The desire for social inclusion reoccurs around the theatre's perimeter. Pistoletto's 2016 mirror paintings with 'respect' written in four languages – Italian, English, Chinese and Arabic – are presented on Tayou's Black Holes (2019) wallpaper of unfathomable black shapes of varying sizes, representing a borderless horizon. On the far opposite wall is Tayou's mural, Universalis (2019), depicting an imaginary map with countries and borders remodelled in a different arrangement, inviting the visitor to consider the randomness of birth. Recognising a parallel between Tayou's wall drawing and his broken mirrors, Pistoletto says, 'They both resemble territories.'
Il Rispetto, Michelangelo Pistoletto, (general view) 2016, mirror, colored wood and gilded frame, 250 x 150 cm each
Notions about the mirror lie at the heart of Pistoletto's work. His quadri specchianti express how a painted mirror encapsulates the past and the future whilst being an artwork animated by the engagement of the visitor in the present. In a balcony above the movie theatre are three quadri specchianti, each showing a fixed image of a performance of a young, nude woman leaning into a pile of rags, interpreting the Venus in Venere degli stracci inclinata. They were made during Pistoletto's South American tour organised by Galleria Continua last year, one in a museum in Chile, the other two at a collectors' villa in Miami.
On the opposite balcony are three of Tayou's Kids Spirits (2011) – collages made with pages from children's used school notebooks that he found in Cameroon. Against the background of children's notes is Tayou's intervention of drawings of children, steps and ladders – symbolic of his youthful quest for freedom before leaving for Europe – as well as poetic assemblages of cotton threads, beads, chalks, needles and feathers. Next to these are Cristal Masks (2019), each composed of two African wooden masks from market stalls in Abidjan, Ivory Coast, that are placed on coloured crystal, rock-shaped sculptures. They exemplify how displacement and transposition underscore Tayou's practice, which reflects upon postcolonial issues, national and cultural identity, and the duality of his African heritage and European experience.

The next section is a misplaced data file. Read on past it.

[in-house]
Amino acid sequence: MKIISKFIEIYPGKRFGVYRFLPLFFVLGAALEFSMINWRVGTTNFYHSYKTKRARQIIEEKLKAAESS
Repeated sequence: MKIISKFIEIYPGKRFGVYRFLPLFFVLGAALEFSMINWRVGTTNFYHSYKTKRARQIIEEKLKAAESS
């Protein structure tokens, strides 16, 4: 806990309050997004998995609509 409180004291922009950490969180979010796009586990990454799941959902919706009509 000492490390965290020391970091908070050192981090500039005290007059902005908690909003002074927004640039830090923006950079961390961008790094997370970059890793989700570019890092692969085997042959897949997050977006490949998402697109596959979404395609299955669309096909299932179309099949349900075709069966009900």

The dialogue between Pistoletto and Tayou continues in other rooms. Standing in front of Pistoletto's Fame (1989), a single bed/sofa with a headrest reading FAME, are six of Tayou's Totem Cristal (2019). These totemic elaborations of Poupées Pascale metamorphose the African mask and totems into male and female crystal figures dressed in textiles, artificial flowers and beaded necklaces. In Italian, the word 'fame' means hunger, in stark contrast to its celebrity connotation in English. Are Tayou's crystal characters thinking about lining their bellies or dreaming about success? As Pistoletto says, 'We're in between the physical necessity to nourish ourselves and the desire to be recognised.' For Tayou, the piece mirrors one's interpretation of 'fame'. 'You look at the room to have your own vision of the world,' he says. 'Does 'fame' mean what the others think of you or what you think of yourself?'
Cristal Masks, Pascale Marthine Tayou, 2019, crystal, wooden masks, 86 x 54 x 34 cm
The interaction between Pistoletto, Tayou and the third person of the visitor is acutely felt in a room where four Totem Cristal, playfully adorned with chestnut shells, bundles of fabric and fur, stand in front of the concave wood and acrylic, iron and aluminium Nicchia (1989), or 'niche' by Pistoletto. 'The niche always serves to encompass a sculpture and in each niche I encompassed a work by Pascale,' Pistoletto explains. On the facing wall, mirrors broken into eight parts give multiple, divided and fragmented reflections. Walking around this mise-en-scène creates endlessly changing, distorted reflections of you, the visitor, conversing with the works.